Cities into Empire: Fukuoka, Pusan, and Japan’s Imperial Urbanization, 1876-1953
Shepherd, Hannah Jane
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CitationShepherd, Hannah Jane. 2018. Cities into Empire: Fukuoka, Pusan, and Japan’s Imperial Urbanization, 1876-1953. Doctoral dissertation, Harvard University, Graduate School of Arts & Sciences.
AbstractCities into Empire argues for the centrality of empire in the urbanization of modern Japan, and for the animating role of cities within the imperial imaginaries of planners, bureaucrats, citizens, and colonial subjects. It connects histories of internal migration with processes of colonization, and shows how the urban centres of imperial Japan were formed by local reactions to, and attempts to harness, the expansion of empire.
This dissertation focuses on the Tsushima Strait region: the northern coast of Kyushu, the southeast coast of Korea, and the waters and islands connecting them. It traces the modern history of the cities of Pusan and Fukuoka, and argues for the co-construction, by Japanese and Koreans, through processes of migration, industrialization, and the development of transport links across the Tsushima Strait, of a single urban region of Japanese imperial space. In doing so, it offers a fresh methodological approach to Japanese urban history.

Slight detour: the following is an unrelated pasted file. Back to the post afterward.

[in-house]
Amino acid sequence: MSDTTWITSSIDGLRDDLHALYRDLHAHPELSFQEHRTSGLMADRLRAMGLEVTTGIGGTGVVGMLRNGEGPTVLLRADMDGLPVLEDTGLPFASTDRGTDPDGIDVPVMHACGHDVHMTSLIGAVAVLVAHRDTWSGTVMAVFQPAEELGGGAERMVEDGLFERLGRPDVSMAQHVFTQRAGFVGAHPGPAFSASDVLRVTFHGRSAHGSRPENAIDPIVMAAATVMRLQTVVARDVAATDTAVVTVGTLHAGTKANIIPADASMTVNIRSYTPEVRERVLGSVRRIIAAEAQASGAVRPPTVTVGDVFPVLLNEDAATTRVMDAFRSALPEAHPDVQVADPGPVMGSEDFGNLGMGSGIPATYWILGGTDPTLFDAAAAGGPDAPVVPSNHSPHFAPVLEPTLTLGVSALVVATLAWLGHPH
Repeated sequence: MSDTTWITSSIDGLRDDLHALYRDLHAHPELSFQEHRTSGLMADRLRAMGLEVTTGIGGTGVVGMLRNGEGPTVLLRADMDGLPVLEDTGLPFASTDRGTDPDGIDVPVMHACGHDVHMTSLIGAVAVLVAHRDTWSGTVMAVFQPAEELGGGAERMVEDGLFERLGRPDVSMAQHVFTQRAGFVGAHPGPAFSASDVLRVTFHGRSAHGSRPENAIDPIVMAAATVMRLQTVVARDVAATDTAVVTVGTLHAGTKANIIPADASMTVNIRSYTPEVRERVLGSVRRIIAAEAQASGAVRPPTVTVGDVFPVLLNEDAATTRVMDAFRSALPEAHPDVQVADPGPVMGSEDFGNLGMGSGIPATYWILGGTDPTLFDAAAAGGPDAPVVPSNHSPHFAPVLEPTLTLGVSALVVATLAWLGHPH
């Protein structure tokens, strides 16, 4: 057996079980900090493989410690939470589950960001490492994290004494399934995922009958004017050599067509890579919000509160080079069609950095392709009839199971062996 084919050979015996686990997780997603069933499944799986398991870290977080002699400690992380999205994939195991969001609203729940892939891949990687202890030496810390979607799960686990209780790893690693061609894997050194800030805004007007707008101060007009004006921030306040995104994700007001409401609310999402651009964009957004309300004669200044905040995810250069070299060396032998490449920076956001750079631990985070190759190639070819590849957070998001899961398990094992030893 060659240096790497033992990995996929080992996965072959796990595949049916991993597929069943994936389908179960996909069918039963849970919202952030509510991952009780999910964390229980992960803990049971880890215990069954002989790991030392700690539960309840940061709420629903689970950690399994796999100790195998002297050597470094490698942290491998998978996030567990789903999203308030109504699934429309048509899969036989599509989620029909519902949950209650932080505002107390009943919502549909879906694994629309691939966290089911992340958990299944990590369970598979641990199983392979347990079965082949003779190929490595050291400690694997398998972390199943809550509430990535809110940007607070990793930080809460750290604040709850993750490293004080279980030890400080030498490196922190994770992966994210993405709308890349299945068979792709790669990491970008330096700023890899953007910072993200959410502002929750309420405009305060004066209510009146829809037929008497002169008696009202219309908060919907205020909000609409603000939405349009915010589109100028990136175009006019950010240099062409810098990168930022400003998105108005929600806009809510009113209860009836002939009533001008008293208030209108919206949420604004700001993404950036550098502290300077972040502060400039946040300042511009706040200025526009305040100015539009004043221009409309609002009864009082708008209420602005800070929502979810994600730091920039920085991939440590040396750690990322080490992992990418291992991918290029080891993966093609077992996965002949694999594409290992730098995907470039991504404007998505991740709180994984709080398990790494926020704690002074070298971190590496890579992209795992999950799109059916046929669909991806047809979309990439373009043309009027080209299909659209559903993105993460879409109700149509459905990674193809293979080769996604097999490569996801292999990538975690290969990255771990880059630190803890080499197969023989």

The movement of people is a constant theme in Cities into Empire. Beginning with the migration of rural Fukuokans to southern Korea in the late nineteenth century, and ending with the attempted crossings in the other direction by Korean War refugees in the 1950s, the dissertation’s timeframe covers the many forms of mobility and movement which together helped to constitute, maintain, and untangle the Japanese Empire.
In telling the history of empire from this local perspective, Cities into Empire is reframing our understanding of imperial growth to argue for the importance of new scales of inquiry. By viewing Japan’s imperial expansion and defeat from the liminal spaces of empire, this dissertation adds to work that shifts our focus from a metropolitan view of Japanese imperialism. It is, in essence, a social and regional history of Japan’s urbanization, and how this process intersected with the expansion and collapse of an empire that was built on local networks.
Citable link to this pagehttp://nrs.harvard.edu/urn-3:HUL.InstRepos:41129178
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